When the Supreme Court reviewed the case, they declined to extend the statute to cover the described behavior. In doing so, the Supreme Court also gave an interesting explanation for how the statute came to be including an examination of mail fraud during the 1800's. In the end, the Court chose to focus the term “honest services” to mean at least those circumstances involving bribery and kickback schemes. Since Mr. Skilling was not alleged to have accepted or solicited side payments in exchange for making misrepresentations the court decided he did not commit honest services fraud. In short, it's not the lie or the fraud that is the problem. It's the making money on the side that does it.
Returning to the recent national events, the broad scope of action focused on elected officials within a short period of time raises some big picture questions about the health and sovereignty of our local, state and Federal Governments. I'll leave that for someone else to answer. For the purposes of this column, the limited question of what may have prompted federal action in North Carolina and California is answered with an evaluation of relevant statutes and precedent. What happened in Providence, on the other hand, is yet to be seen.
Related Slideshow: 16 Questions for President Obama
With the announcement that President Barack Obama will be giving the commencement address at Worcester Technical High School's graduation in June, GoLocal asked elected officials and community leaders in Worcester if they had the opportunity to ask the President one question -- what would it be, and why?
"Mr. President, you're here to highlight a successful vocational tech high school -- what can you do as President to lead to more voc-tech opportunities for students across the country, and help bring the resources to help make that happen?"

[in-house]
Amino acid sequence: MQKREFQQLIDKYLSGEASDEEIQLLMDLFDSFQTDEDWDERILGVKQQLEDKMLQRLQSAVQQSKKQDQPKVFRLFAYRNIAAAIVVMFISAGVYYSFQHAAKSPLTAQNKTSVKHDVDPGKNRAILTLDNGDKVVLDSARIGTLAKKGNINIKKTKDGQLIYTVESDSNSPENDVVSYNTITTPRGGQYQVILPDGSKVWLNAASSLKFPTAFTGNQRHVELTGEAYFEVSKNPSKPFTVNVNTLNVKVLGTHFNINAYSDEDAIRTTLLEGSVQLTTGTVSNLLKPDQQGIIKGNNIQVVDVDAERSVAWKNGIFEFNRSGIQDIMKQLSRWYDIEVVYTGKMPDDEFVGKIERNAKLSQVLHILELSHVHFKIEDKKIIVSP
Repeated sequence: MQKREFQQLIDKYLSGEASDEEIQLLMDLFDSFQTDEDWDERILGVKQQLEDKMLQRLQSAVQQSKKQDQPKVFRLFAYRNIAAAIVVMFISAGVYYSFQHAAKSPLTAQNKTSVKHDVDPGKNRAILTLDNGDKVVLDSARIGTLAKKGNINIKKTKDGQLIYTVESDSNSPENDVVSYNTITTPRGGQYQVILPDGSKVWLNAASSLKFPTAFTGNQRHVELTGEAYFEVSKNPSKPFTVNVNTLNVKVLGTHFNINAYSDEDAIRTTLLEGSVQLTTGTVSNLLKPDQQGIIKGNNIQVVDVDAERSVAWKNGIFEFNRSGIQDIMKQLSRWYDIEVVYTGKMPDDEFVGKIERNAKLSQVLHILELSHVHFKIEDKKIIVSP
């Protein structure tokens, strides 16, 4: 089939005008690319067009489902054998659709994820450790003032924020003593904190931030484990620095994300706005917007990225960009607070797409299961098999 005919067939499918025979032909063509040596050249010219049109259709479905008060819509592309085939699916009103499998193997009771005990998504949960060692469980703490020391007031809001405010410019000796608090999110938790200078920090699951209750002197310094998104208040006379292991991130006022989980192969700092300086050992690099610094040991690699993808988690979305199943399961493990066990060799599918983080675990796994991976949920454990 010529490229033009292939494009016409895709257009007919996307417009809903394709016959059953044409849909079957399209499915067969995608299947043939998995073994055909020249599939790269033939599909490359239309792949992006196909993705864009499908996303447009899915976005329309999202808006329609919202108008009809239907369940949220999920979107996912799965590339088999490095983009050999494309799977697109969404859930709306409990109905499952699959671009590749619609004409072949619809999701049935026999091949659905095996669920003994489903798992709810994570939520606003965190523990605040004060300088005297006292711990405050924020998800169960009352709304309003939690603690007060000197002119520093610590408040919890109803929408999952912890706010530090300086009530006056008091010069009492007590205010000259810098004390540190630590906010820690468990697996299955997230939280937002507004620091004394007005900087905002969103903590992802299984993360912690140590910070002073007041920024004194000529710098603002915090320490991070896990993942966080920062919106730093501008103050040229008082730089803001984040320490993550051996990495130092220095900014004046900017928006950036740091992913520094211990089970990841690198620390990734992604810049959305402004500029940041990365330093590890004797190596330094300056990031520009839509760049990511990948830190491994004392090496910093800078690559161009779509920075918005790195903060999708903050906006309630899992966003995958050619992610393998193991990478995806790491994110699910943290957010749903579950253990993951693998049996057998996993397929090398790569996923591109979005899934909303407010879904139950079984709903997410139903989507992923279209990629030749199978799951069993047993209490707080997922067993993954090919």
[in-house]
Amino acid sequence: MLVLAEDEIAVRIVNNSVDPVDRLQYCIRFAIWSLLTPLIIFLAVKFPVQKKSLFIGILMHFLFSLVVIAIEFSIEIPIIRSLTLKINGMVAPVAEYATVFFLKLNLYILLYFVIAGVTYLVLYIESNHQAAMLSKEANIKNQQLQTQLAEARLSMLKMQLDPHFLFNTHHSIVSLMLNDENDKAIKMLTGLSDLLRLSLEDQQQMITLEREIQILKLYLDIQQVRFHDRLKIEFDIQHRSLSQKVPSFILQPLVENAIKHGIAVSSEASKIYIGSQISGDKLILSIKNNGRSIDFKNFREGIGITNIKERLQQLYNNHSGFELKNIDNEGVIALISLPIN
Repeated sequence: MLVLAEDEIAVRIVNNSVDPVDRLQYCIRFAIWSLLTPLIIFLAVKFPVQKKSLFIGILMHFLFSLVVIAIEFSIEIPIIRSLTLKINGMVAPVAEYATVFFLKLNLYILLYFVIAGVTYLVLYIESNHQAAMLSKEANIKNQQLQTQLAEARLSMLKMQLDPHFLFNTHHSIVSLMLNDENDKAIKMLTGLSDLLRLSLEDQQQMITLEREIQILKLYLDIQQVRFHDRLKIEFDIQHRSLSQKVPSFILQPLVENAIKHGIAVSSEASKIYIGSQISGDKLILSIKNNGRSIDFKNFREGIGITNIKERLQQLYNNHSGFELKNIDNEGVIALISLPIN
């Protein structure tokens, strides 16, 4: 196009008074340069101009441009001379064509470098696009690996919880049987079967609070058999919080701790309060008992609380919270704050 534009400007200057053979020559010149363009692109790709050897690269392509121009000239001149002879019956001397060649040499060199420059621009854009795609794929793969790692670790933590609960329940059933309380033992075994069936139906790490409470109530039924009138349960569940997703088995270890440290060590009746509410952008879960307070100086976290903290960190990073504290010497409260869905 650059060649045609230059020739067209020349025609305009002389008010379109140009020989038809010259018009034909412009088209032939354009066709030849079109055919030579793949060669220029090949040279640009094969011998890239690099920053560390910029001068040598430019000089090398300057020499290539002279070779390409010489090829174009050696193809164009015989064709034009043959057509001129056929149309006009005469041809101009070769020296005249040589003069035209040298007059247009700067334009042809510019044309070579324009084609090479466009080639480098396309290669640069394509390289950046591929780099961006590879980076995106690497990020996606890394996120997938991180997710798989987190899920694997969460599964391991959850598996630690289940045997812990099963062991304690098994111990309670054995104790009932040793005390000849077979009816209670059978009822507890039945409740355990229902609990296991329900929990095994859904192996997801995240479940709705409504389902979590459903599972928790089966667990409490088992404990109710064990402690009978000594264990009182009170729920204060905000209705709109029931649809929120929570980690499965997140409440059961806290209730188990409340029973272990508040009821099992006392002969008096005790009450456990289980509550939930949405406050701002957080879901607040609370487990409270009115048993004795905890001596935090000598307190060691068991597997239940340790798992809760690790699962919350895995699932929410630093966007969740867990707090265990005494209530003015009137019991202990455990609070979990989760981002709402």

"Mr. President, Democratic and Republican Senators and Congressman describe you as aloof and dis-engaged, more interested in "The View" than in their views. Are you aloof and disengaged?
Why: "The reason for the question is to challenge the President to become more engaged with the legislative branch. If he did so, he could forestall his inevitable slide toward lame-duck status."
Tom Finneran, Former Massachusetts Speaker of the House of Representatives
“What is the role of the Federal government in building an educated citizenry?”
Why: "As states and school districts debate the adoption of national standards in K-12 education, the responsibilities, resources, and powers of the Federal government in the field of education have been challenged. While restricted from direct involvement in student curriculum since the 1960s, the Federal government includes a U.S. Department of Education and plays a critical role in coordinating and funding educational policy. In the President of the United States’ view, what are, and what should be, the limits of Federal jurisdiction in public education?"
Tim McGourthy, Greater Worcester Research Bureau Executive Director
"I don't have an ask, it's more of a statement, and it goes towards creating policy for our public schools. If the President is asking cities and states having to do whatever to conform to education standards, see how it will be funded first, then create policy. I would broach that respectfully."
Tony Economou, Worcester City Councilor
"I would want to ask him why is he supporting Common Core and National standards, doesn't he think the local school boards know whats best for our children and their schools?"
Why: "As a single mom whose daughter is enrolled in WPS, I am very concerned about common core and the deviation from local control into federal hands."
Carol Claros, Nurse, Former Republican Candidate for State Representative
Jordan Berg Powers
"Why are your pushing the same failed education policies of the Bush Administration with a focus on privatization and meaningless bubble tests instead of focusing on the skills that will enable our kids to create their job of the future?"
Why: "Worcester Tech is both the best and worst parts of our education system. It shows that providing quality education is not rocket science, schools need to be well resourced, they need to be fun, relevant to what the kids themselves believe will be their future plans. And Worcester Tech is an elitist institution that fails the promise of universal quality public education that should be available to all."